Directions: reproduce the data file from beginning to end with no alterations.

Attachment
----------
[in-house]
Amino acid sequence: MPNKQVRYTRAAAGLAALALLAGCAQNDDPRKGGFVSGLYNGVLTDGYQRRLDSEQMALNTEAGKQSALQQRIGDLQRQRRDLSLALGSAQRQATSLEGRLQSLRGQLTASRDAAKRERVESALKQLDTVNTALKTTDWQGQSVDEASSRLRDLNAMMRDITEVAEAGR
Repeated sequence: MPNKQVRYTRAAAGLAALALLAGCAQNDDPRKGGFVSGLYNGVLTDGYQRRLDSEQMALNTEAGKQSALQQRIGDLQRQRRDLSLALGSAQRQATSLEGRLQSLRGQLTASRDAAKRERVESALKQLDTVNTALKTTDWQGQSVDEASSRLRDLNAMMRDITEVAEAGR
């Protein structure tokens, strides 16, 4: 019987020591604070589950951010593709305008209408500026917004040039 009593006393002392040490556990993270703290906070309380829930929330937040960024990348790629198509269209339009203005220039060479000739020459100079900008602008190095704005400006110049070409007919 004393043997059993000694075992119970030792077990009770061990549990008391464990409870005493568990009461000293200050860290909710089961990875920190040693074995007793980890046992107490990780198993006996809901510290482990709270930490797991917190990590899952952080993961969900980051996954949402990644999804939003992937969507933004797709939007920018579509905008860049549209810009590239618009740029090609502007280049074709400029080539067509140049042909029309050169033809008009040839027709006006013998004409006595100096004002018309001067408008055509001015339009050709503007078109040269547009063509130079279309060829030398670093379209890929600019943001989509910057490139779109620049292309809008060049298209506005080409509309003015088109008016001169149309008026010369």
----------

[in-house]
Amino acid sequence: MPNKQVRYTRAAAGLAALALLAGCAQNDDPRKGGFVSGLYNGVLTDGYQRRLDSEQMALNTEAGKQSALQQRIGDLQRQRRDLSLALGSAQRQATSLEGRLQSLRGQLTASRDAAKRERVESALKQLDTVNTALKTTDWQGQSVDEASSRLRDLNAMMRDITEVAEAGR
Repeated sequence: MPNKQVRYTRAAAGLAALALLAGCAQNDDPRKGGFVSGLYNGVLTDGYQRRLDSEQMALNTEAGKQSALQQRIGDLQRQRRDLSLALGSAQRQATSLEGRLQSLRGQLTASRDAAKRERVESALKQLDTVNTALKTTDWQGQSVDEASSRLRDLNAMMRDITEVAEAGR
């Protein structure tokens, strides 16, 4: 019987020591604070589950951010593709305008209408500026917004040039 009593006393002392040490556990993270703290906070309380829930929330937040960024990348790629198509269209339009203005220039060479000739020459100079900008602008190095704005400006110049070409007919 004393043997059993000694075992119970030792077990009770061990549990008391464990409870005493568990009461000293200050860290909710089961990875920190040693074995007793980890046992107490990780198993006996809901510290482990709270930490797991917190990590899952952080993961969900980051996954949402990644999804939003992937969507933004797709939007920018579509905008860049549209810009590239618009740029090609502007280049074709400029080539067509140049042909029309050169033809008009040839027709006006013998004409006595100096004002018309001067408008055509001015339009050709503007078109040269547009063509130079279309060829030398670093379209890929600019943001989509910057490139779109620049292309809008060049298209506005080409509309003015088109008016001169149309008026010369």